Chaos and Kanji is the blog where I write about my adventures through Japan!
Monday, April 11, 2011
I won! Twice! And some serious discussion.
There are too many bloggers named Ryan. But I was the only Ryan to answer on The Mojo Beard's first contest (second link takes you to winners page) and I just picked up some awesome stuff! I love trivia and thought/research-based contests, so this was a blast to work through! I'll post more about it when I get my goodies. (By the way, this is the first contest I entered where I actually won!)
And on the heels of that first victory, I worked pretty hard at hiflew's contest at Cards from the Quarry to pull through on the fourth day! When he said it was a set made by Topps but not named Topps, the 1980s store-specific releases like Woolworth and K-Mart came to mind. The fourth clue did it for me - Omega = Pete Rose! It took me a second, before "I am the alpha and the omega" came to mind - which means "I am the beginning and the end." Ahh! The end of the set is Pete Rose! Just a bit of research brought me to the K-Mart set from '82. Anyway, thanks, hiflew! And if you aren't following his blog, he doesn't just talk about Rockies. There's all kinds of great stuff going on over there, and if he didn't mention that he's been at this for only a few months, you'd think he's been around for years.
Okay, now, some discussion. I already mentioned The Mojo Beard's website above, and today a post was made about the negativity towards the video cards being released by both Upper Deck and Panini. This is kind of a response to that:
I have to agree with Kevin's comments about the hobby. I don't know if I get negative or not at times, but I try not to. And something like this, if it carries over to baseball, would be right up my alley (assuming I could afford it). Heck, all the "failures" of 1990s Topps' and others attempts at innovation are some of my favorite sets, looking back (D3, Embossed, Laser, UD's CD-ROMs, Pinnacle's cans, pins, tins, metal cards, you name it). I believe so many investors have become tired of putting their money in what they consider to be a new gimmick only to end up losing in the long run - but those aren't collectors. If it's not about money, you always come out on top.
As hiflew said in the comments, it's easier to complain and find fault with things than it is to determine what is going right. I heard an economist talking about the ups and downs of economies, and how most of it is all based on perception. If we think it's good, it is. If we think things aren't going well, they aren't. There has been so much downswing in people's lives, that even if you aren't affected, you're feeling the effects. And people become quite negative about everything.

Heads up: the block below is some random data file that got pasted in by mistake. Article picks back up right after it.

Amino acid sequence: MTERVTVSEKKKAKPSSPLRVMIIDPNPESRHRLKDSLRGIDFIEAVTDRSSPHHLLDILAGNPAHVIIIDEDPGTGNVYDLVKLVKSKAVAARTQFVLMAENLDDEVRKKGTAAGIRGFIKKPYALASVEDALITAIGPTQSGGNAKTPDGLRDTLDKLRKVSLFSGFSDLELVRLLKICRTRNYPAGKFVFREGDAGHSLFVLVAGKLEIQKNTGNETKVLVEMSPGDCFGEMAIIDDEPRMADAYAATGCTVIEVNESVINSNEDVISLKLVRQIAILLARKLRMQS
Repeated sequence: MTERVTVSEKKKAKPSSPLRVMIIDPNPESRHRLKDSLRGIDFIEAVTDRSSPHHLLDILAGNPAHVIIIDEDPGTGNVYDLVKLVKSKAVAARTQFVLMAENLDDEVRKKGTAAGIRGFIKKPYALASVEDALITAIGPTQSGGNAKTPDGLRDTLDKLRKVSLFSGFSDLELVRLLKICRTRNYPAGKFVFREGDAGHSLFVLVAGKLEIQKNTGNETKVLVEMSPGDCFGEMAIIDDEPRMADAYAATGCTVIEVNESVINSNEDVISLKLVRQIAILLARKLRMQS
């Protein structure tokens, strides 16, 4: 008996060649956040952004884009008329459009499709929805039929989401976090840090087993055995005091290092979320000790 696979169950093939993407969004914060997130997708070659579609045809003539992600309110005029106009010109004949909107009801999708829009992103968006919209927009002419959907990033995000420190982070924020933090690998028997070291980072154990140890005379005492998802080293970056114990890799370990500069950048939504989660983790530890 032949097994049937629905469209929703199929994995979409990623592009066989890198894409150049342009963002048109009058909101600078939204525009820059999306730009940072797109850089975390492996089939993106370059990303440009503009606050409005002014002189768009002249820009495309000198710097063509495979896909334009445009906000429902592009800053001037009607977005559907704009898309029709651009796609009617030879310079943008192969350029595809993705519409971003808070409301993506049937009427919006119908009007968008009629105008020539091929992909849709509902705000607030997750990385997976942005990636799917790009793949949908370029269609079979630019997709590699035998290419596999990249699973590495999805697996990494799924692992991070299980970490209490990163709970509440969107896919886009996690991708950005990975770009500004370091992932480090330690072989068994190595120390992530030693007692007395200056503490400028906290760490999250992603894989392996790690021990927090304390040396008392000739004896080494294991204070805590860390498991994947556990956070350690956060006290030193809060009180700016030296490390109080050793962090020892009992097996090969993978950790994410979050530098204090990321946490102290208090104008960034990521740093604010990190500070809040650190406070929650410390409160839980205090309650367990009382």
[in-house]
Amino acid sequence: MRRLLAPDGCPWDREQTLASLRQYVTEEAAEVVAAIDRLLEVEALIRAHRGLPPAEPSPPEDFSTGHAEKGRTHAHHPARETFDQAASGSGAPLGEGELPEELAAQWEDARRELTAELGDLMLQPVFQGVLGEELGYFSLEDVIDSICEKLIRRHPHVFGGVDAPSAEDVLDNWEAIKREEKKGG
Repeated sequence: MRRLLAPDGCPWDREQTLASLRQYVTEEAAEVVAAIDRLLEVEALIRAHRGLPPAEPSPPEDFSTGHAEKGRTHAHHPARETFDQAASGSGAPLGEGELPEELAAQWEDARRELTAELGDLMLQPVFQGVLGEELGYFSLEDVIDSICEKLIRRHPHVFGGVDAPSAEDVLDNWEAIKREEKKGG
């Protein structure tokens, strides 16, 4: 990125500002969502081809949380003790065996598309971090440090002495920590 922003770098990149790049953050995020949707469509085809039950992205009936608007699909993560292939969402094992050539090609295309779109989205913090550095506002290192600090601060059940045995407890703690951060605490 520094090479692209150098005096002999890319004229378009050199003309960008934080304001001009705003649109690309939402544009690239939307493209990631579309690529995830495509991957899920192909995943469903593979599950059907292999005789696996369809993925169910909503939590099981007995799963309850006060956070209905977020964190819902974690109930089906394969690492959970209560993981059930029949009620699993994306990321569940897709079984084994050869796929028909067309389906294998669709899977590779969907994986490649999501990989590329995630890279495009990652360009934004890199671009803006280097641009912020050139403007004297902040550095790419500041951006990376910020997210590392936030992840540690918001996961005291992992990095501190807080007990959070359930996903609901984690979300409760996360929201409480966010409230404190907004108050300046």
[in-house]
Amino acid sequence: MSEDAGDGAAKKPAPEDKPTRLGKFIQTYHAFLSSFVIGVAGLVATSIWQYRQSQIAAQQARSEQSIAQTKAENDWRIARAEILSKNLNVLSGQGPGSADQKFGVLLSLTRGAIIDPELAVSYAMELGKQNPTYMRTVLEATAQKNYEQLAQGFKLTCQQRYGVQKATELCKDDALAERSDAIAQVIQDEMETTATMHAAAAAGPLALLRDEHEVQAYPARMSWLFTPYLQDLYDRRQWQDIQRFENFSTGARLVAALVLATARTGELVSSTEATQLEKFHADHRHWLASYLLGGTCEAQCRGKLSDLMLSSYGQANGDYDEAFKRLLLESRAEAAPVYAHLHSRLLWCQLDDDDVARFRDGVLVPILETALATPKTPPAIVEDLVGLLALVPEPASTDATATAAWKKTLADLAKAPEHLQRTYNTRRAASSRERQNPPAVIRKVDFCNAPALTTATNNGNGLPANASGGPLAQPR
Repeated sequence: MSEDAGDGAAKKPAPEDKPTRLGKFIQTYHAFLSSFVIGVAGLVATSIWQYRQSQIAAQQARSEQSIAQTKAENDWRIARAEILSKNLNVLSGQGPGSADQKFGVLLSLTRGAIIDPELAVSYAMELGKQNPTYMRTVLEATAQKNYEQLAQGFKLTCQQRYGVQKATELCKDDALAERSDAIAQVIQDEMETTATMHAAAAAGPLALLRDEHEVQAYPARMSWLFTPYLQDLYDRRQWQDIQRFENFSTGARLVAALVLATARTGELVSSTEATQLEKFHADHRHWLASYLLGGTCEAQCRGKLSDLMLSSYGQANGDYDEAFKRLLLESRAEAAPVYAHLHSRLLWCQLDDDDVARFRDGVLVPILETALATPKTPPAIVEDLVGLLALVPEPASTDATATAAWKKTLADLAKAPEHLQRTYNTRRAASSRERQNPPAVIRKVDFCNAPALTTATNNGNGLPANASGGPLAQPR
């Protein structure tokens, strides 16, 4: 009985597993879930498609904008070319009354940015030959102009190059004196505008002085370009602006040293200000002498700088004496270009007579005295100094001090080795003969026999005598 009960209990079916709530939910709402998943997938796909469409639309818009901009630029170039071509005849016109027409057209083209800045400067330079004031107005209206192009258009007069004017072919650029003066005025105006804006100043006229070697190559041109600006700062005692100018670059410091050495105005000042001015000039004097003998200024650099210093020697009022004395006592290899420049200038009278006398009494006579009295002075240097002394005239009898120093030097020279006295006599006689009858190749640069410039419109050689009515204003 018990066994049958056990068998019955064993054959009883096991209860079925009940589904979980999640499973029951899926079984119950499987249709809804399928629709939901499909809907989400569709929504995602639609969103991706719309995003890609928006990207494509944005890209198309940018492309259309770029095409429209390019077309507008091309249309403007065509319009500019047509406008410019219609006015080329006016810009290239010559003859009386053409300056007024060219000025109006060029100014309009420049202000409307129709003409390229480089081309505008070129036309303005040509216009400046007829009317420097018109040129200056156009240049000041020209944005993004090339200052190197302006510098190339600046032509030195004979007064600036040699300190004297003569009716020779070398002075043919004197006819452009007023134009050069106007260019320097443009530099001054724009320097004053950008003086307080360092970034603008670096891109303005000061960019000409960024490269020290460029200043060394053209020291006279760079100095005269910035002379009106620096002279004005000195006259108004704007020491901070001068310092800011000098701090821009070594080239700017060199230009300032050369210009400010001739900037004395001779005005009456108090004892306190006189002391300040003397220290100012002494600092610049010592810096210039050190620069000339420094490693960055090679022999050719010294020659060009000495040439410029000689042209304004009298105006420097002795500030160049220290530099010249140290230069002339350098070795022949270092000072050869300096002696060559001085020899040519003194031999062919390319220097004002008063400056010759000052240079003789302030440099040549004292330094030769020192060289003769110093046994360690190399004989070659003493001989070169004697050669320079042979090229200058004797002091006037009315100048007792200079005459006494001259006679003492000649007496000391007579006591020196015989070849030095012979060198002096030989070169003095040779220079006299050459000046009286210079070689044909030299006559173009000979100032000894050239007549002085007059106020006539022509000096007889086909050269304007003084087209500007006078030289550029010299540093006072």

In fact, it's easy to complain about what I think is the hobby getting better. Were any of you buying cards off eBay in 2004-2005? With the insane number of sets (I believe 2005 saw 80 different releases overall) containing high numbers of relics and autographs per pack, the market was flooded with "hits" and these cards were easy to find at low prices. Now, with only about two baseball releases per month - twenty-six last year including minor leagues, eTopps and Upper Deck - collectors focus more on each individual set and autographs and relics are harder to come by, so prices have risen. I've seen some people complaining about higher prices. But isn't that what we want?
Now, back to the video cards. They may work out, they may not. They may be for you, they may not. I'm going to have nothing to do with them for at least a while - they need to come to baseball and be affordable before I become interested. But the card companies are trying. What else is left with innovation? They've already put every possible type of relic in cards, autographs, hair. Cards have been made from metal, wood, plastic (I said that already). They've been cut into circles, die cut into shapes, laser cut into patterns, and embossed into 3D shapes. It's quite difficult to do much more with pieces of cardboard. A&G is making plantable cards. But how many people are going to put an Albert Pujols card in their backyard? Maybe if it grew a jersey? That'd be an innovation. When was the last real innovation in cards, anyway? Relics have been around since 1997, and certified autographs since 1990 (or sooner, I'm sure). I guess we're due for something great - maybe the video card is it. And like relics, it started with a jersey, and now we have such a great variety of game used stuff. These first attempts can evolve into the next big thing.
Oh, and by the way - I've explored the topic of video/CD-ROM cards before.
So, as Kevin says, take a deep breath and relax. I think things are much better now in the hobby than five years ago, and new great things only come around once in a generation.